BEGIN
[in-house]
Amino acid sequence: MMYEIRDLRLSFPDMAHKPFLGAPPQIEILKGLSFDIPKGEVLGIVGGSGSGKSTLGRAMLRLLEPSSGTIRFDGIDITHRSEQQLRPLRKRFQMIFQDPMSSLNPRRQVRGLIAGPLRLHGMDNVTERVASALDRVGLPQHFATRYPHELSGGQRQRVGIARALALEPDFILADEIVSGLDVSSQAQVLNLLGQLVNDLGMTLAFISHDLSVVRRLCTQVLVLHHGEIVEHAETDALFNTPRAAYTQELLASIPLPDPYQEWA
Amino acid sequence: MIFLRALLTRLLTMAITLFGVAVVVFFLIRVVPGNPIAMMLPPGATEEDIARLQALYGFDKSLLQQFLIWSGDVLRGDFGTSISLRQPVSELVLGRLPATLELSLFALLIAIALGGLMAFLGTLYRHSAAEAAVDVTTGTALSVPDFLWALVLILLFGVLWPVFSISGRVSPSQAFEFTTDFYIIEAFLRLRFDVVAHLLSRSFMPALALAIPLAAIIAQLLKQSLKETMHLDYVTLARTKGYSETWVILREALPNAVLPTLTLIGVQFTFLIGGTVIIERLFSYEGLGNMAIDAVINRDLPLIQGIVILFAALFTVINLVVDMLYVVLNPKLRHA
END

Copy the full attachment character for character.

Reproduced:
[in-house]
Amino acid sequence: MMYEIRDLRLSFPDMAHKPFLGAPPQIEILKGLSFDIPKGEVLGIVGGSGSGKSTLGRAMLRLLEPSSGTIRFDGIDITHRSEQQLRPLRKRFQMIFQDPMSSLNPRRQVRGLIAGPLRLHGMDNVTERVASALDRVGLPQHFATRYPHELSGGQRQRVGIARALALEPDFILADEIVSGLDVSSQAQVLNLLGQLVNDLGMTLAFISHDLSVVRRLCTQVLVLHHGEIVEHAETDALFNTPRAAYTQELLASIPLPDPYQEWA
Amino acid sequence: MIFLRALLTRLLTMAITLFGVAVVVFFLIRVVPGNPIAMMLPPGATEEDIARLQALYGFDKSLLQQFLIWSGDVLRGDFGTSISLRQPVSELVLGRLPATLELSLFALLIAIALGGLMAFLGTLYRHSAAEAAVDVTTGTALSVPDFLWALVLILLFGVLWPVFSISGRVSPSQAFEFTTDFYIIEAFLRLRFDVVAHLLSRSFMPALALAIPLAAIIAQLLKQSLKETMHLDYVTLARTKGYSETWVILREALPNAVLPTLTLIGVQFTFLIGGTVIIERLFSYEGLGNMAIDAVINRDLPLIQGIVILFAALFTVINLVVDMLYVVLNPKLRHA